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Junkers G.38

Junkers K.51

Mitsubishi Ki-20

 

junkg38


As early as 1909 Junkers had been projecting aircraft capable of carrying as many as 1000 people. Recognizing, that his flying wings were over-ambitious, he started work in 1928 on a machine which incorporated much of his flying-wing technology, but had a conventional fuselage and empennage.

 

Junk-G38
Ju G38 powered by two L55 engines inboard and two L8a engines outboard

 

The Junkers G-38's 44-m (144-ft) wing was 1.7 m (5 ft 7 in) thick at the root, enabling four passengers to be housed there, looking out through glazed leading edges, while the other 30 travellers sat in the fuselage. The thick wing also gave inflight access to the four engines, initially two each of 400 hp and 800 hp, but later changed to 800-hp Junkers L.88s, and finally to Jumo 204 diesel engines which left characteristic black trails.


The first flew on November 6, 1929. Production models carried 34 passengers (plus seven crew).


Two G-38s, named Deutschland and Generalfeldmarschall von Hindenburg, went into service with Deutsche Lufthansa in 1930 and 1931 on the important routes from Berlin to Copenhagen, Venice and Rome, bringing with them new standards of passenger comfort with two-deck accommodation, smoking rooms and washrooms. One crashed in 1936; the second example was destroyed in a bombing raid.

 

From the G 38, Junkers developed the K 51 military variant. It was this that the Mitsubishi works built under licence, and in conditions of strict secrecy, with the collaboration of Junkers engineers. Six Ki-20s were produced as the Army Type 92 Super Heavy Bomber between 1931-35, and the first one flew in 1931. The first two were assembled from materials imported from Germany, the third included only a proportion of imported components, but the remaining aircraft were of all- Japanese manufacture. As a measure of its size, the Ki-20 had a wing area double that of the Boeing B-29 Superfortress first flown a decade later.

 

The Ki-20 was festooned with defensive armament and bombs. In the nose was an open bow-gunner's cockpit. There were two underwing gun turrets, with other guns located in the rear of the inboard engine nacelles, and two dorsal gun positions. The total armament, formidable for the period, consisted of eight 7.7-mm (0.303-in) machine-guns and one 20-mm (0.79-in) cannon. Bombs were carried under the fuselage on external racks. The standard bombload was 2000 kg (4400 lb) with a claimed maximum of 5000 kg (11020 lb). The bombardier, one of the crew of ten, sat in a glassed-in nose position. The first four Ki-20s were powered by four Jun-kers 800-hp L88 gasoline engines, and the last two by 720-hp Junkers Jumo-4 diesels. The aircraft was also used as a testbed for the Kawasaki Ha-9 engine.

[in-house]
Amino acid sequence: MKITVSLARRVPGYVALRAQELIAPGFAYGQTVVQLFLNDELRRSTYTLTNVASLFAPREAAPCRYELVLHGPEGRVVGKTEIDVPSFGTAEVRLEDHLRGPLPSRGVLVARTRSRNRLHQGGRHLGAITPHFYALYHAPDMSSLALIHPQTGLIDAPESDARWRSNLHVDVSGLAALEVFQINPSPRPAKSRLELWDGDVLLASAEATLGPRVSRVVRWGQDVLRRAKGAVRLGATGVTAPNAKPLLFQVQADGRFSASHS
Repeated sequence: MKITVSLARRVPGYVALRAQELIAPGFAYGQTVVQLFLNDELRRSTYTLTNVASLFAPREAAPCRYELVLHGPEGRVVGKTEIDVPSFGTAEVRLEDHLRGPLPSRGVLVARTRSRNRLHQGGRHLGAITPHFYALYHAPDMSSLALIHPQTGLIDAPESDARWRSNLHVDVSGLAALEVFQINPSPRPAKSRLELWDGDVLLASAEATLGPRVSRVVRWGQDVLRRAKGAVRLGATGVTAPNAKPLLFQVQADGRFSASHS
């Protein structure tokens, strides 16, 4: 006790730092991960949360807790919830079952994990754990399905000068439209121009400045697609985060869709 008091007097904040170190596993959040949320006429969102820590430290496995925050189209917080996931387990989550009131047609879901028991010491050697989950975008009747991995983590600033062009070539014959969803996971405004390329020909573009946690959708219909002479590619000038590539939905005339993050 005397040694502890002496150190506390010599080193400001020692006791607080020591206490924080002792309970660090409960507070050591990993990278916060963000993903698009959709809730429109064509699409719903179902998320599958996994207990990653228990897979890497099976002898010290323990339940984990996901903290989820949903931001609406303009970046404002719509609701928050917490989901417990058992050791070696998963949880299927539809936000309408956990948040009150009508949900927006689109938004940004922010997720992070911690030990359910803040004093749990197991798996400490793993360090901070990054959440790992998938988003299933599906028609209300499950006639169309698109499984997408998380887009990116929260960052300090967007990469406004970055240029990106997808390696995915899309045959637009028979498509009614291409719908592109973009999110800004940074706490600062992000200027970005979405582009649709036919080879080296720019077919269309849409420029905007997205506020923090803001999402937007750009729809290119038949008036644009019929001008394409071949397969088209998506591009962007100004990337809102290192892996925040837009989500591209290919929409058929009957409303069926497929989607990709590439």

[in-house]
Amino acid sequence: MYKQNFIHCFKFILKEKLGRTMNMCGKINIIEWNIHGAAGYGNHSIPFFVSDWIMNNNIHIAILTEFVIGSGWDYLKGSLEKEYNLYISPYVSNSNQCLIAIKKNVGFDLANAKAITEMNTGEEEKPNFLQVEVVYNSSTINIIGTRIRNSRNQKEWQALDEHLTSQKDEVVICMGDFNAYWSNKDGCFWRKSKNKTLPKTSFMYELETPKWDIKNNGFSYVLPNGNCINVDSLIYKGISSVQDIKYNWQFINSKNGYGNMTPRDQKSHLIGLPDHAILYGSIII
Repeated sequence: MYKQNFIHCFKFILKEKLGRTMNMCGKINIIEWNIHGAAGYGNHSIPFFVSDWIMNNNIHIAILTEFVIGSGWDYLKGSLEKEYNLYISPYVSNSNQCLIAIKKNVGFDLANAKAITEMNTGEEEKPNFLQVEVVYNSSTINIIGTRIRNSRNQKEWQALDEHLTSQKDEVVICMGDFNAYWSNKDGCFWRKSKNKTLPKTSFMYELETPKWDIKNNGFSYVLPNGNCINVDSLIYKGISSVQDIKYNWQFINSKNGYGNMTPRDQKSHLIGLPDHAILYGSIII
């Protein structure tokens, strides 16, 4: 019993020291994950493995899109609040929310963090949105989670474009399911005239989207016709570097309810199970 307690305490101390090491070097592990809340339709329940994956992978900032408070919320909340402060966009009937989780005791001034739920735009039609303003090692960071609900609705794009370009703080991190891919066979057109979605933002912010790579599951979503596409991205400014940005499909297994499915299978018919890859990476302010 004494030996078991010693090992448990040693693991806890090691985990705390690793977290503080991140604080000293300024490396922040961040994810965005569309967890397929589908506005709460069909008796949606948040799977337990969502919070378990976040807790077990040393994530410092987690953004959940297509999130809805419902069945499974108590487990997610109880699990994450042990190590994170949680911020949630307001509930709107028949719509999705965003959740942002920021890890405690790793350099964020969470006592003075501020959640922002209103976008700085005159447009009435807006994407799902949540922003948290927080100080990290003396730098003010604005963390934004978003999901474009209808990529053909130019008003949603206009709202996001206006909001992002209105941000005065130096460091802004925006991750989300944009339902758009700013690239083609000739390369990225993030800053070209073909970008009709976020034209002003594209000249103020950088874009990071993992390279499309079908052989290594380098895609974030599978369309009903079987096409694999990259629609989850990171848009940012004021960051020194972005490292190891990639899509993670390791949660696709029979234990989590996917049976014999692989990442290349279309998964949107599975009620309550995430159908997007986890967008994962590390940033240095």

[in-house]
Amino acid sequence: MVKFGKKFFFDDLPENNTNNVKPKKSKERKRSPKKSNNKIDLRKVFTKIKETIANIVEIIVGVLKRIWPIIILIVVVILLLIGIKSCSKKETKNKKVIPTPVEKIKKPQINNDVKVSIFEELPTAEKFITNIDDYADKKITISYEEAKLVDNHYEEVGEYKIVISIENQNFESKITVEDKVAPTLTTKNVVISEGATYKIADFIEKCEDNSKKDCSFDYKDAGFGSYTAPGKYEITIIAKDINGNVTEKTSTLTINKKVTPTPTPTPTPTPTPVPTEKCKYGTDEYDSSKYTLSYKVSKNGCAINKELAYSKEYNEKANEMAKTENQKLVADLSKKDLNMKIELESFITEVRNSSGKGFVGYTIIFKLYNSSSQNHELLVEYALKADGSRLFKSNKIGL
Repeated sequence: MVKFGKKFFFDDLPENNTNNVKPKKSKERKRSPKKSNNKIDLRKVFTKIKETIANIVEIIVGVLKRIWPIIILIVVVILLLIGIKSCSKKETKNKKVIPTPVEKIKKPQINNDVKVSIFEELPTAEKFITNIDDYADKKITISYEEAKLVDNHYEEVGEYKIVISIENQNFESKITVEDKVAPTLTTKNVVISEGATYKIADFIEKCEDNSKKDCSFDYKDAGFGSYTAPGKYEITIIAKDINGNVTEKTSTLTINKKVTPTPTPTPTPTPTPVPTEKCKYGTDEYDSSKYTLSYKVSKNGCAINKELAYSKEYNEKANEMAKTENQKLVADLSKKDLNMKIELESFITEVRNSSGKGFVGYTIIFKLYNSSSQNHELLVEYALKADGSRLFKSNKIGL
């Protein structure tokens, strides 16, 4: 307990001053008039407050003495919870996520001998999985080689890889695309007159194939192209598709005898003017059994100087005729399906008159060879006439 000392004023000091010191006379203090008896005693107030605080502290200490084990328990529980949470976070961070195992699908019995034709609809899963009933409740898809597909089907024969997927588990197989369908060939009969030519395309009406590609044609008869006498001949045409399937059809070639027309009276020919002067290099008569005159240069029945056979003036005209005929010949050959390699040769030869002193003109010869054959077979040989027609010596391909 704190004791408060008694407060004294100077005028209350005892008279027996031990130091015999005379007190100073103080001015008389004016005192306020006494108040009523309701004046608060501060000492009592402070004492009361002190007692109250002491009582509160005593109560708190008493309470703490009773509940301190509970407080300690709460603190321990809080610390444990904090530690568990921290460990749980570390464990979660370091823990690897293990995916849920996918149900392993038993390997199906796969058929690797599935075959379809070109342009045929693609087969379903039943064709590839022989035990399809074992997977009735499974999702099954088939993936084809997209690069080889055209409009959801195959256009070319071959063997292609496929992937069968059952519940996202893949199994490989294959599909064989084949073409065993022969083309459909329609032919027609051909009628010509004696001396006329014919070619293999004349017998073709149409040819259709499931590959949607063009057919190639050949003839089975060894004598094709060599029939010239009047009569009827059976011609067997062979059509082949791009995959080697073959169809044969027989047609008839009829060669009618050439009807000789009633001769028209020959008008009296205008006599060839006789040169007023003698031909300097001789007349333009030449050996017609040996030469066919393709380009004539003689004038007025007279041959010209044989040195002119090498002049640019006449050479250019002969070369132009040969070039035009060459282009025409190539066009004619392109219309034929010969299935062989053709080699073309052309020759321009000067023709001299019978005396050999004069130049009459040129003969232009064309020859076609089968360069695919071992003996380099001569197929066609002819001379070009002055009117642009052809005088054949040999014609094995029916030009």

The performance of the ungainly Ki-20 fell far short of the expectations that the army had for a long-range strategic bomber capable of attacking targets as far away as the Philippines. In squadron service great difficulty was found in maintaining the engines. Although the aircraft were flown in both Japan and Manchuria, they never saw action. The Ki-20's main use, it would seem, was for domestic propaganda. To this end, three joined the formation fly-past dur-ing the January 1940 military review in Tokyo, while another was the subject of a public exhibition.


Junkers G 38
Engines: 4 x Jumo 204 diesel, 550kW
Max take-off weight: 24000 kg / 52911 lb
Empty weight: 14900 kg / 32849 lb
Wingspan: 44.0 m / 144 ft 4 in
Length: 23.2 m / 76 ft 1 in
Height: 7.2 m / 23 ft 7 in
Wing area: 305.0 sq.m / 3282.99 sq ft
Max. speed: 225 km/h / 140 mph
Cruise speed: 210 km/h / 130 mph
Ceiling: 6400 m / 21000 ft
Range w/max.fuel: 3500 km / 2175 miles
Range w/max.payload: 1000 km / 621 miles
Crew: 3-7
Passengers: 34

 

Ki-20
Engines: 4 x Jun-kers 800-hp L88 gasoline
Wing span: 44m (144ft 4in)
Length: 23.2m(76ft 2in)
Gross weight: 25,448 kg (56 103 lb)
Speed: 200 km/h (124 mph).
Armament: eight 7.7-mm (0.303-in) machine-guns and one 20-mm (0.79-in) cannon
Standard bombload: 2000 kg (4400 lb)
Claimed maximum: 5000 kg (11020 lb)
Crew: ten

 

Ki-20
Engines: 720-hp Junkers Jumo-4 diesels.
Wing span: 44m (144 ft 4in)
Length: 23.2m(76 ft 2in)
Gross weight: 25,448 kg (56 103 lb)
Speed: 200 km/h (124 mph).
Armament: eight 7.7-mm (0.303-in) machine-guns and one 20-mm (0.79-in) cannon
Standard bombload: 2000 kg (4400 lb)
Claimed maximum: 5000 kg (11020 lb)
Crew: ten

 

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